A new theory about the role of Machu Picchu has been put forward by an Italian astrophysicist. Giulio Magli argues that – rather than being a royal estate – the mountain-top Inca village might have been a “pilgrimage site and a scaled-down version of a mythic landscape“:
In his study, published on the Web site arXiv.org, Magli argues that Machu Picchu’s southeast-northwest layout is meant to replicate the path of the sun across the sky in Inca country, averaged over the course of a year.
Southeast-northwest is also the direction traveled by the first Inca during their mythic journey—again, likely influenced by the sun, which was worshipped as a god.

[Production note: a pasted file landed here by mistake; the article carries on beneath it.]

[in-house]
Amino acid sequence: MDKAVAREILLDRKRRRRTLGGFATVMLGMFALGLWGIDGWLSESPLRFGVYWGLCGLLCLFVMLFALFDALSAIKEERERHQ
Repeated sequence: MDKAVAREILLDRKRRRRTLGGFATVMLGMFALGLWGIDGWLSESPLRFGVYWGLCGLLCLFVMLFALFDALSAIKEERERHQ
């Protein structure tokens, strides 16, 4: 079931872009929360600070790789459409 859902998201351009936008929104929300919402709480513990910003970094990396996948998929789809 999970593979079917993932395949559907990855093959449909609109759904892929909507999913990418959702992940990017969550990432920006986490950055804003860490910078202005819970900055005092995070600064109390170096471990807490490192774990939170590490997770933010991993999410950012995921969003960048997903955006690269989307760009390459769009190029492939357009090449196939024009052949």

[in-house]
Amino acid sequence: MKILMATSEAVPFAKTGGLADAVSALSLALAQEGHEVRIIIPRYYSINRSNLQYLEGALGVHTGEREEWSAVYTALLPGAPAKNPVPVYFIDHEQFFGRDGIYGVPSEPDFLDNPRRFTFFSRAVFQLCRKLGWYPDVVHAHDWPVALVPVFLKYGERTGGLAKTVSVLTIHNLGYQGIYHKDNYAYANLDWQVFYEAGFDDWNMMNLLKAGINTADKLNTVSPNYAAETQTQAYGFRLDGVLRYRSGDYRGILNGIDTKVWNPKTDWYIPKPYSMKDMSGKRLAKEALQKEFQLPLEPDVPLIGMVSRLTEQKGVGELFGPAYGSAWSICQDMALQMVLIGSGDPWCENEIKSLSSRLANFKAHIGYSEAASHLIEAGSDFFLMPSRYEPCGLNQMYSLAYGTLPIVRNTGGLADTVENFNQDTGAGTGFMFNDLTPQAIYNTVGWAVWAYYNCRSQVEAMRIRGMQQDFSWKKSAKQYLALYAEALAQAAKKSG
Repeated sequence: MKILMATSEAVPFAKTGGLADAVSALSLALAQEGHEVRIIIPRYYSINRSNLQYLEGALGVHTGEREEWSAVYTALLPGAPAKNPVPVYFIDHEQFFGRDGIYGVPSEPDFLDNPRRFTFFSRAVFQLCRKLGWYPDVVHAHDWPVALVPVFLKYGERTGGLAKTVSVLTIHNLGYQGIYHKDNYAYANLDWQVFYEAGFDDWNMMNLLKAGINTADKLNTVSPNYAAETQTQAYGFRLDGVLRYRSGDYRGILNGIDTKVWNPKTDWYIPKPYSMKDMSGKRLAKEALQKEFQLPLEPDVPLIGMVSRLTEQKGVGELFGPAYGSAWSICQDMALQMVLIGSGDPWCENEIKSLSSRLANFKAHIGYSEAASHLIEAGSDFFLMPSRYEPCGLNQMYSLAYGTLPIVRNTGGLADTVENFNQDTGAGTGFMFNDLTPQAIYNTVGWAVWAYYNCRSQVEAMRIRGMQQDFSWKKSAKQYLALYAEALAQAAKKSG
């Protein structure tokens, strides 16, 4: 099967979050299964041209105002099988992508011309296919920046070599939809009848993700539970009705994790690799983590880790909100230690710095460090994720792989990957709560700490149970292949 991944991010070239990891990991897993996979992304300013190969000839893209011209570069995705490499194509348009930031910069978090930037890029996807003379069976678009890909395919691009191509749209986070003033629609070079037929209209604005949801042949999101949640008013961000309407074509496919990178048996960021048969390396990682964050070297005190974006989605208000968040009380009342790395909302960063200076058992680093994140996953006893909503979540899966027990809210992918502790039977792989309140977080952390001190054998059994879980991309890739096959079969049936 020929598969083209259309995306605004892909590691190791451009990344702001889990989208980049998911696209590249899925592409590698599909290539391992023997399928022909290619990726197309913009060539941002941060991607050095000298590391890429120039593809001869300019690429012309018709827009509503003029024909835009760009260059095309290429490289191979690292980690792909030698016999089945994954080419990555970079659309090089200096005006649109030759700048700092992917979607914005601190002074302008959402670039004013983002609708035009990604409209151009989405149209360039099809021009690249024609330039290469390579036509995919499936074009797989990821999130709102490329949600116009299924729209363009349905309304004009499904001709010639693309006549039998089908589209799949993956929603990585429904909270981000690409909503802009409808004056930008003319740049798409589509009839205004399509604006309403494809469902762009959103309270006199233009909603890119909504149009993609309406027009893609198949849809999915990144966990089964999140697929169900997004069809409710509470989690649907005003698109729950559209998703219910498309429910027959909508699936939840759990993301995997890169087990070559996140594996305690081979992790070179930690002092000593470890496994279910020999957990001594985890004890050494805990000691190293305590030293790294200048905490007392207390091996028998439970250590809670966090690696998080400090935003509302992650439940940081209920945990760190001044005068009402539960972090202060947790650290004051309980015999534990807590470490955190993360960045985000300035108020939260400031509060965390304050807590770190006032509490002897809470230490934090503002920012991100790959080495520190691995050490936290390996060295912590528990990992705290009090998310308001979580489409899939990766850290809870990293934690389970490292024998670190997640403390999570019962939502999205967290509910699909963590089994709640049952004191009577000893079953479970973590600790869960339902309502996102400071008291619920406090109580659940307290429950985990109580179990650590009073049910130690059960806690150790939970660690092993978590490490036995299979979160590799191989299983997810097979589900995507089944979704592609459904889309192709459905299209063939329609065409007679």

As a sacred site, Machu Picchu may have been open to commoners and highborn alike, much like a known Inca pilgrimage destination on the Island of the Sun, Magli said.
You can download a PDF of Magli’s paper directly from ArXiv.org. Also note that Magli last year put forward a new theory about the pyramids of the Giza Plateau in Egypt, suggesting that the two largest pyramids were built by Khufu as part of a single, symbolic project.